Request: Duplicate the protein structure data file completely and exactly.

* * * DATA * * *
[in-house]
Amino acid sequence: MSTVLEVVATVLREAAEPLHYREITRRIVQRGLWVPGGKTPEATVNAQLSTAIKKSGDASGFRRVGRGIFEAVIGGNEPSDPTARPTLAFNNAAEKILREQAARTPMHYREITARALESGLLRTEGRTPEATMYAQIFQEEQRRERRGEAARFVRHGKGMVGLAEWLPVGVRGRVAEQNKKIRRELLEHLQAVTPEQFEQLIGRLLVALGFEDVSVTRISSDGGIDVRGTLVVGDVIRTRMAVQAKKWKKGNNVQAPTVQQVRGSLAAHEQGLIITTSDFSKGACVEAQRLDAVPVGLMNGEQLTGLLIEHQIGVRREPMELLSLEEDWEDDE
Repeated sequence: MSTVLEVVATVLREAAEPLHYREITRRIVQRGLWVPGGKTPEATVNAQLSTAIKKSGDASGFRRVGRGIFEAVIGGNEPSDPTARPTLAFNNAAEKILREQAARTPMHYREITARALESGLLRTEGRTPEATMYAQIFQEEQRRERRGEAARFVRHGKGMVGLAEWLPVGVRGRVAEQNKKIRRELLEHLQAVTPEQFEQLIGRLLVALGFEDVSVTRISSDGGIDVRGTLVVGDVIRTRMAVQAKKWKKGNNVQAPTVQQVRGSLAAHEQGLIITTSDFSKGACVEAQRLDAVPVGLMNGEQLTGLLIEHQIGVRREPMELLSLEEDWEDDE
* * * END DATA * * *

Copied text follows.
[in-house]
Amino acid sequence: MSTVLEVVATVLREAAEPLHYREITRRIVQRGLWVPGGKTPEATVNAQLSTAIKKSGDASGFRRVGRGIFEAVIGGNEPSDPTARPTLAFNNAAEKILREQAARTPMHYREITARALESGLLRTEGRTPEATMYAQIFQEEQRRERRGEAARFVRHGKGMVGLAEWLPVGVRGRVAEQNKKIRRELLEHLQAVTPEQFEQLIGRLLVALGFEDVSVTRISSDGGIDVRGTLVVGDVIRTRMAVQAKKWKKGNNVQAPTVQQVRGSLAAHEQGLIITTSDFSKGACVEAQRLDAVPVGLMNGEQLTGLLIEHQIGVRREPMELLSLEEDWEDDE
Repeated sequence: MSTVLEVVATVLREAAEPLHYREITRRIVQRGLWVPGGKTPEATVNAQLSTAIKKSGDASGFRRVGRGIFEAVIGGNEPSDPTARPTLAFNNAAEKILREQAARTPMHYREITARALESGLLRTEGRTPEATMYAQIFQEEQRRERRGEAARFVRHGKGMVGLAEWLPVGVRGRVAEQNKKIRRELLEHLQAVTPEQFEQLIGRLLVALGFEDVSVTRISSDGGIDVRGTLVVGDVIRTRMAVQAKKWKKGNNVQAPTVQQVRGSLAAHEQGLIITTSDFSKGACVEAQRLDAVPVGLMNGEQLTGLLIEHQIGVRREPMELLSLEEDWEDDE